Essential Oils: Chamomile & Chamomile Oil
Chamomile (Chamomilla, Matricaria Recutita, Chamaemelum nobile) has long been recognized for its therapeutic value in folk and traditional medicine. There are two species of medicinal chamomile oil, both are members of the daisy family: German chamomile (Chamomilla recutita) and Roman chamomile (Chamaemelum nobile). The flowers of German chamomile contain a blue essential oil with anti-inflammatory, wound-healing, and antimicrobial effects. Roman chamomile essential oil is considered safe to use on the skin and orally. The active components of both are terpenoids and flavonoids.
Chamomile Oil Uses:
Chamomile is soothing to the stomach, very mild and safe. It can be given to infants and young children with upset stomach and will help relieve upper gastrointestinal distress in people with heartburn and GERD (gastroesophageal reflux disease).
Chamomile tea is also mildly relaxing and sedating, a good remedy to have on hand for fussy infants and children.
- Anxiety: In a placebo-controlled study with 103 cancer patients, massage with Roman chamomile essential oil reduced anxiety and improved symptoms.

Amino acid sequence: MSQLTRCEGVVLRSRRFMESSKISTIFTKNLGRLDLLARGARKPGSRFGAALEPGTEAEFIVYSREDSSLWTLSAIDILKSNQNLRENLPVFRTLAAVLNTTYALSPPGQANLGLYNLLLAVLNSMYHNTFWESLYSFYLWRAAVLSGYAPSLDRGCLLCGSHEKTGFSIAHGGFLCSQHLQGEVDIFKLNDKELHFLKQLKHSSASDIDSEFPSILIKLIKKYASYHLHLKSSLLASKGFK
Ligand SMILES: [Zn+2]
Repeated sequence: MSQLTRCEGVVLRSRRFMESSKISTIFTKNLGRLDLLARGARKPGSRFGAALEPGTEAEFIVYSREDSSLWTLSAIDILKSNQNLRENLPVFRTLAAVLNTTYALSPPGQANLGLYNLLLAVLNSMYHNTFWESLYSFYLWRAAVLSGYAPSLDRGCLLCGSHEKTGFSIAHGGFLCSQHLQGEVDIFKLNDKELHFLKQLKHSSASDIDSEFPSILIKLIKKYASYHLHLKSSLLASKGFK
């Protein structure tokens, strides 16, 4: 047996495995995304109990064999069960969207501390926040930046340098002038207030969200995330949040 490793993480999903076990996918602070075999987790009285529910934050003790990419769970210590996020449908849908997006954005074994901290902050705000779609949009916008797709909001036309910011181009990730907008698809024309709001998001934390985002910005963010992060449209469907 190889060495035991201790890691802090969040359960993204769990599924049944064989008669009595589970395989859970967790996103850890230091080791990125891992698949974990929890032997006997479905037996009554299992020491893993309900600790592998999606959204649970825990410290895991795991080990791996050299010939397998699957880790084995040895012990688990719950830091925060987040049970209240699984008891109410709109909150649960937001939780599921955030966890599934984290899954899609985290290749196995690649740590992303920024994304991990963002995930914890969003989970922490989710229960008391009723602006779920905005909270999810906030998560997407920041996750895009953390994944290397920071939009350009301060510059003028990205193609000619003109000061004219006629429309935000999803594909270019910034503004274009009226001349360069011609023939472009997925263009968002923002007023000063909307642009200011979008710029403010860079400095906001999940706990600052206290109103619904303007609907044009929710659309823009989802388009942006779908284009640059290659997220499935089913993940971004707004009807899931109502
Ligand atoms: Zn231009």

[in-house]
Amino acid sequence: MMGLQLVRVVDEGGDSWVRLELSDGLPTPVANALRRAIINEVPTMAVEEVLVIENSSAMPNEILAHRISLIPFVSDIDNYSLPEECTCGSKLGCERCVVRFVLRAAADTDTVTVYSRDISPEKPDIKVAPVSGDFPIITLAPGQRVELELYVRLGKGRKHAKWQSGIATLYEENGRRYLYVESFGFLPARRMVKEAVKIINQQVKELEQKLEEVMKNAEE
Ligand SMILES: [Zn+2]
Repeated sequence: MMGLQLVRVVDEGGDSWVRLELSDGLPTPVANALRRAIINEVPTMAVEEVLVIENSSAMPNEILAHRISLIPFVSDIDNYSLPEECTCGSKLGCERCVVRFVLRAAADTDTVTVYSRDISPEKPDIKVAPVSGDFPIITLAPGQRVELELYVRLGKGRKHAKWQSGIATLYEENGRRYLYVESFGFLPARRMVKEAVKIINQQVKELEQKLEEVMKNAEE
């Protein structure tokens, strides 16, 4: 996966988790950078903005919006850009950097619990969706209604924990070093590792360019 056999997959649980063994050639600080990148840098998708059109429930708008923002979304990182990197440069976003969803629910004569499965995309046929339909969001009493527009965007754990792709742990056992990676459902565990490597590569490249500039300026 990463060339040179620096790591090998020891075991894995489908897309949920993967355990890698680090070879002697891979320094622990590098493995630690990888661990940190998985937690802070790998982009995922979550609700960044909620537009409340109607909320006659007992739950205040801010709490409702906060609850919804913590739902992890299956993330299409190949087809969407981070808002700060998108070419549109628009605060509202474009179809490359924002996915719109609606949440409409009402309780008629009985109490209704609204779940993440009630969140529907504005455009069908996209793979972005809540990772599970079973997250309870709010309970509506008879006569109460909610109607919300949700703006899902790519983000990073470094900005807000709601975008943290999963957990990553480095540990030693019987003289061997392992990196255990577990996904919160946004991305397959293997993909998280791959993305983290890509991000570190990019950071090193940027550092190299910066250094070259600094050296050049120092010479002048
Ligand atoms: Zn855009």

- Headaches: Topical use of Chamomile oil diluted in sesame oil can help ease migraines, according to researchers in Iran. It also may be helpful in treating other headaches.
- Skin problems: Roman chamomile oil can be used to treat a wide variety of skin problems: acne, sunburn, boils, dry skin, eczema and other forms of dermatitis, insect bites and stings, itching and bruises.
In addition, studies have shown that a mouthwash containing chamomile oil can help control gingivitis. Research also suggests that chamomile oil can reduce the pain of knee arthritis, lessening the need for medication and improving physical function and easing stiffness. It also has been shown to ease symptoms and improve function in people with carpal tunnel syndrome.
Some research suggests that chamomile can cause problems during pregnancy and breastfeeding, including inducing uterine contractions that raise the risk of miscarriage. Pregnant and nursing mothers should not consume it. Chamomile may cause allergic reactions, more likely in those with allergies to related plants, such as ragweed. Chamomile appears to have minimal adverse interactions with other herbs or drugs.
Dr. Weil’s View On Chamomile Oil:
You can buy extracts of chamomile in herb stores, and ordinary tea bags of it are available in most supermarkets. As long as they have a strong fragrance, they are fine to use. Brew the tea in a covered container to prevent loss of the volatile constituents in steam. Let the flowers steep in the hot water for 10 minutes before pouring.
Janmejai K. Srivastava et al, “Chamomile: A herbal medicine of the past with bright future.” Molecular Medicine Reports, November 1, 2010, doi: 10.3892/mmr.2010.377